Borrowed from Medieval Latin olibanum, Late Latin libanus, from Latin oleum libani (“oil of Lebanon”), from Ancient Greek λίβανος (líbanos, “frankincense (Boswellia carterii, now Boswellia sacra)”), from a Semitic source. See the Semitic root lbn لبن, meaning "white". See also (Biblical Hebrew לְבוֹנָה (l'voná, “frankincense”), Arabic لبان (lubān, “frankincense”)). Compare benzoin.
- A gum resin from trees of the genus Boswellia, formerly used as a medicine and now mainly as incense. [from 14th c.]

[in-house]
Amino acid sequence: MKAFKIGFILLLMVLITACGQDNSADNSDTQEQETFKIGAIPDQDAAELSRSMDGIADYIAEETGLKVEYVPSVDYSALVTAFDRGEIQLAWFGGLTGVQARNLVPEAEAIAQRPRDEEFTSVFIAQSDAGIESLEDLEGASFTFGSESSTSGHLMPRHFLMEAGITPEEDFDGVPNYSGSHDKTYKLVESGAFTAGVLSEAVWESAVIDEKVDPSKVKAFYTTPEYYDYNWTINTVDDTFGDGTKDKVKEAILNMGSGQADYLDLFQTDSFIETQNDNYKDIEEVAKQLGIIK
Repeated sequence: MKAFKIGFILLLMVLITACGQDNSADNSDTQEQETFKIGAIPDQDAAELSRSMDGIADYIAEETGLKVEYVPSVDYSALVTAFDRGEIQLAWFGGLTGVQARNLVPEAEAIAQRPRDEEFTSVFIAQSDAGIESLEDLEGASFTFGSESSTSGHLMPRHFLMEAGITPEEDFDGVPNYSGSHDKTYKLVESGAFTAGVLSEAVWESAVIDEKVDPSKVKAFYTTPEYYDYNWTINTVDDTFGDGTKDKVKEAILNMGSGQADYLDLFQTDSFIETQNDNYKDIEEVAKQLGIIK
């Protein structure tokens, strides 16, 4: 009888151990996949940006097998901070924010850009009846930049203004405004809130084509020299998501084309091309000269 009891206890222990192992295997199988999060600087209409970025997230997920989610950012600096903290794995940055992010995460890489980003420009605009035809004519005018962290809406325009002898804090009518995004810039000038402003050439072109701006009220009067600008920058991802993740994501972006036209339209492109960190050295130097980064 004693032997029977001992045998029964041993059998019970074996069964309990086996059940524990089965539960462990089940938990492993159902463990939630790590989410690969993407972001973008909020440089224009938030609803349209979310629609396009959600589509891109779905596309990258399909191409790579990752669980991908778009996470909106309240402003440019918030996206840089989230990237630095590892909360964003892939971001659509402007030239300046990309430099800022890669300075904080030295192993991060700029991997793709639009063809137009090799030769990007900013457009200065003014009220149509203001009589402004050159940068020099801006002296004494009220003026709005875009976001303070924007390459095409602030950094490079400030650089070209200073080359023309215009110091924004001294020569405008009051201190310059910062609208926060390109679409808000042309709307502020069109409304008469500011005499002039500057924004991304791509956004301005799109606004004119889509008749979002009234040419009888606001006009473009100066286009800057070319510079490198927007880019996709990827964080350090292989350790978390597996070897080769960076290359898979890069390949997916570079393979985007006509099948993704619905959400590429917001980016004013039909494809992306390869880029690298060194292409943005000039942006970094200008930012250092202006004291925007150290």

- 1936, Rollo Ahmed, The Black Art, London: Long, page 112:
- Aromatics were used, too, especially in necromancy, and an old recipe of that sort comprises Musk, Myrrh, Frankincense, Red Storax, Mastick, Olibanum, Saffron, Benzoin and Labdanum.